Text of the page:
After almost two months or more in the COVID-19 lockdown, we could hardly hear anyone say that they are not in a difficult situation. Everyone is hoping and wondering when the lockdown will be over.
As the quarantine days turned into weeks, and weeks into months, scarcity occurred in many families. As non-essential factories and businesses closed, the loss of income has significantly affected owners and workers.
Scarcity in our lifestyle
It’s not only food that a lot of families are wanting. As almost everyone cooperated to stay at home to prevent the disease spread, we missed our pre-pandemic lifestyle.
We missed the Sunday gathering at the church. According to tradition, grieving families are distraught as they cannot mourn and bury their dead loved ones properly. People with non-infectious but debilitating diseases are yearning to meet their appointments.
Scarcity of medicine and health facilities
We feel sad watching videos or reading the news online how COVID-19 overwhelmed some countries, with deaths number to several thousand.
We all know that the pandemic has created various forms of scarcity in our midst. The paramount need is the cure and vaccine for COVID-19.
In some countries, there was the scarcity of PPEs, ventilators, and hospital beds as the infection spread fast and affected thousands.
Scarcity is relative
Yes, scarcity is very relative. For example, one’s inadequacy in New Zealand, a country of 5 million people, is quite different from another’s scarcity in the Philippines, a state of 109 million people.
Also, I guess every first-generation migrant family in New Zealand is thinking of two more families abroad who face the challenges of a COVID-19 lockdown.
Scarcity in our economy
The news headlines tell it all. While the loss of life was not that many compared with other countries, the COVID-19 lockdown cost billions of loss for New Zealand’s economy.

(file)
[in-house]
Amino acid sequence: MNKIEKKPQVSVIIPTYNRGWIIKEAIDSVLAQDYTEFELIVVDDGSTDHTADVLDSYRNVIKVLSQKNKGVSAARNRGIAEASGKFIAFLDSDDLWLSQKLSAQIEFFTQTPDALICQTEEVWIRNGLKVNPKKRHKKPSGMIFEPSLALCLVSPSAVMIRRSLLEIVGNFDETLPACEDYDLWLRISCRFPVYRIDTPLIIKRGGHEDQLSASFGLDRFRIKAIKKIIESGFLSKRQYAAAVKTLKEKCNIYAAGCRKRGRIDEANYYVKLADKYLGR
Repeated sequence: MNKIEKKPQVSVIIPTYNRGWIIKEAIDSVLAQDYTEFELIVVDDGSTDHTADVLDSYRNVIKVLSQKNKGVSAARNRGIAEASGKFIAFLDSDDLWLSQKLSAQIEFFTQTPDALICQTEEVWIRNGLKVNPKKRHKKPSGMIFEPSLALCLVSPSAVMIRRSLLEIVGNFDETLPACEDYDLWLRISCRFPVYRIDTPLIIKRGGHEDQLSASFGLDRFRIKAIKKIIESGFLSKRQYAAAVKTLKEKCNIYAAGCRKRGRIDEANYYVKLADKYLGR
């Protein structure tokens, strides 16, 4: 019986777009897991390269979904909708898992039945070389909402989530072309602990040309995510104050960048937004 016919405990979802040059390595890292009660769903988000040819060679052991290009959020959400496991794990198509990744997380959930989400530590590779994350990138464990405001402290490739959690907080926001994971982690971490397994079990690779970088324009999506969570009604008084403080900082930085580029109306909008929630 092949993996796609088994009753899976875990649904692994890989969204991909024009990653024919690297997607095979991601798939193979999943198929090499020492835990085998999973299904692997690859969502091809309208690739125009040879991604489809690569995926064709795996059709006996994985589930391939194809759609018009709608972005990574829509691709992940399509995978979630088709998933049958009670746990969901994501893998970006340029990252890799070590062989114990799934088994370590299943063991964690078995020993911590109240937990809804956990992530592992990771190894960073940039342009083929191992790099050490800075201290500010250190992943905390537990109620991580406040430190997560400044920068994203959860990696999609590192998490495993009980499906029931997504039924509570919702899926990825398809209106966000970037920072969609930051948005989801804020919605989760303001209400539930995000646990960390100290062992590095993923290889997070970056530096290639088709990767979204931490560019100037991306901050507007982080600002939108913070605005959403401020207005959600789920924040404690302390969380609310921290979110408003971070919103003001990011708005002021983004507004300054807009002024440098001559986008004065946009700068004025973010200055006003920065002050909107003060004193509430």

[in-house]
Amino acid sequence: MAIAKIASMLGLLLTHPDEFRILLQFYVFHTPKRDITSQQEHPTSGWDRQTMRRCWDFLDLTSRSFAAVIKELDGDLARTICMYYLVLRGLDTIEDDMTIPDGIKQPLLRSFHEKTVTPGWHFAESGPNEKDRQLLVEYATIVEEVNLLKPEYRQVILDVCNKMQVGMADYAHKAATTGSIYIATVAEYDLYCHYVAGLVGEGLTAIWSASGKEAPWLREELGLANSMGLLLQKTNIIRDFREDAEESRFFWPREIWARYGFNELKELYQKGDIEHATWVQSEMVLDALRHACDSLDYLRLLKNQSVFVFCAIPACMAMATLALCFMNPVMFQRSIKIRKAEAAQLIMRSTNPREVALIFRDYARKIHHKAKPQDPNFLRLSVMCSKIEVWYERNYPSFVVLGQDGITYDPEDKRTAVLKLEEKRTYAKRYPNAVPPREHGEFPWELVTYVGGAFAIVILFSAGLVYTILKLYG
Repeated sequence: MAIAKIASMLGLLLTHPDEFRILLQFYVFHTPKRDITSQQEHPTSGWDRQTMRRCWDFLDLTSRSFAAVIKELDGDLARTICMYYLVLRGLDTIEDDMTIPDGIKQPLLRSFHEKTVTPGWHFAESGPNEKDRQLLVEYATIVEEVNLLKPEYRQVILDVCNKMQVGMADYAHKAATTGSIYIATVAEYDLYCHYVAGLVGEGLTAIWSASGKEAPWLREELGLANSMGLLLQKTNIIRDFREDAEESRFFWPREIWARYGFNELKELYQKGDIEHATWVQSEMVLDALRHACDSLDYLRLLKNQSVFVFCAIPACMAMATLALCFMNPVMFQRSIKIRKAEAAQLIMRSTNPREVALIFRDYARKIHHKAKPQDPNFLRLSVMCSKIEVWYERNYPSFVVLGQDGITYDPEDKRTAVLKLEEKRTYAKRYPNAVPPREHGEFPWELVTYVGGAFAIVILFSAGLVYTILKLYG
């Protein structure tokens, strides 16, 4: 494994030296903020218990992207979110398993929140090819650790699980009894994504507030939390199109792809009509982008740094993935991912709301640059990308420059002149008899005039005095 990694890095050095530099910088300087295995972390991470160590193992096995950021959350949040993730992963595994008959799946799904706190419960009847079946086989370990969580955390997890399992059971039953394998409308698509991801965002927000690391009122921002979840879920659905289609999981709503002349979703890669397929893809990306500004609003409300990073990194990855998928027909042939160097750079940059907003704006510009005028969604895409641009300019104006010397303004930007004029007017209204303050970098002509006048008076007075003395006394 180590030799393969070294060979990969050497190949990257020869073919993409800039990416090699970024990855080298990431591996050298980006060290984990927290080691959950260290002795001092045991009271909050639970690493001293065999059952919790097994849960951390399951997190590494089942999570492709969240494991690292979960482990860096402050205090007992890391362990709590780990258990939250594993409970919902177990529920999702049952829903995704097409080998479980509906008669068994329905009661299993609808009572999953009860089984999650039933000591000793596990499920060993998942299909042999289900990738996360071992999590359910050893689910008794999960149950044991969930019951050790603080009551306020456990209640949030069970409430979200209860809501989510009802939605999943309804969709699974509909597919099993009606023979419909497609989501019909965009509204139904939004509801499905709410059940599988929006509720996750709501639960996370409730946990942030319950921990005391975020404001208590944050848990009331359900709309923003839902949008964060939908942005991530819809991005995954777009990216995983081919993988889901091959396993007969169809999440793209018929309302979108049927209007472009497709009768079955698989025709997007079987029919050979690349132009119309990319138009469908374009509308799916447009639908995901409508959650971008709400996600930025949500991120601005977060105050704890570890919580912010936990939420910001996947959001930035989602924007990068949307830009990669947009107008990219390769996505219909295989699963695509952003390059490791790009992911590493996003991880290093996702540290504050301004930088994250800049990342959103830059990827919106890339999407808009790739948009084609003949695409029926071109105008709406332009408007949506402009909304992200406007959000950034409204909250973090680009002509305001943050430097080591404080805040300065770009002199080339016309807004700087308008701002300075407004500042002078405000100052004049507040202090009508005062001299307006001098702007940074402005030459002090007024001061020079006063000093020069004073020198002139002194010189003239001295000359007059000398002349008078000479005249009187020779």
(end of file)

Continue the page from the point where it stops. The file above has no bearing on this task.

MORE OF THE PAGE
The sectors most affected are hospitality, apparel and footwear, car sales, and travel. We don’t need an economics degree to understand the effect of the pandemic on the economy, locally and overseas.
Despite the hardships we had in this pandemic period, we pray and hope that nobody gets sick of COVID-19.
Scarcity and the reality of abundance
However, we are not here to talk about the things we have lost or have become scarce since the pandemic came. We are reflecting on the reality of abundance in the middle of scarcity.
Is it true, as our message title says that there is abundance in the middle of scarcity? Can one be in abundance by just trusting God?
Well, this is just what happened to the prophet Elijah and the widow when they obeyed God’s command. The Lord God supplied their needs throughout the drought and hunger (1 Kings 17).
What can we learn from their experience? How were they able to find favour from God and receive His generous provisions?
Friends, I have three reflections on what made Elijah and the widow achieve abundance in the middle of scarcity.
Trust God, He is in Control
Never forget that God is in control of whatever situations. We should also trust Him who is in control.
He commanded Elijah to proceed to Zarephath, which belongs to Sidon, and stay there; behold, I have commanded a widow there to provide for you.” (1 King 17:8-9)
Elijah was hiding from King Ahab’s men after proclaiming that there would be draught in the land. From then on, Elijah survived through God’s provision of ravens feeding him bread and meat and from the brook where he drank. (1 Kings 17:2-6).
What about the widow? The woman was a believer in God. She was also acting on God’s instruction. She knows that God would take care of them, but deep inside, she has doubts until she hears Elijah’s assurance of God’s provision.
Why go to a widow for shelter? Why did God choose a widow as Elijah’s shelter? There are many assumptions wherein we could see God’s intentions.
- First, no one would bother to search for a widow’s house for a man; otherwise, it would be an immoral situation.
- Second, the widow is taking care of her son and no one else. She has plenty of time.
- Third, a widow dedicates her life to the service of God. The widow has been living by herself, and so she has faith in God.
I’m sure you have read or heard the illustration of travelling on an aeroplane. You hop in and sit back and relax. You don’t see the pilot, but you trust him or her flying the plane and bringing you safely to your destination.
So, while amid scarcity, we must establish that primary need to trust God that He is in control, and you only need to listen, hear well, and obey His instructions.
Faith requires sacrifice
For faith to form a solid foundation, it must pass through many tests. In our previous posts, we have talked about the COVID-19 pandemic as our faith-defining moment. We have learned that with Jesus, we can smile boldly at the storm.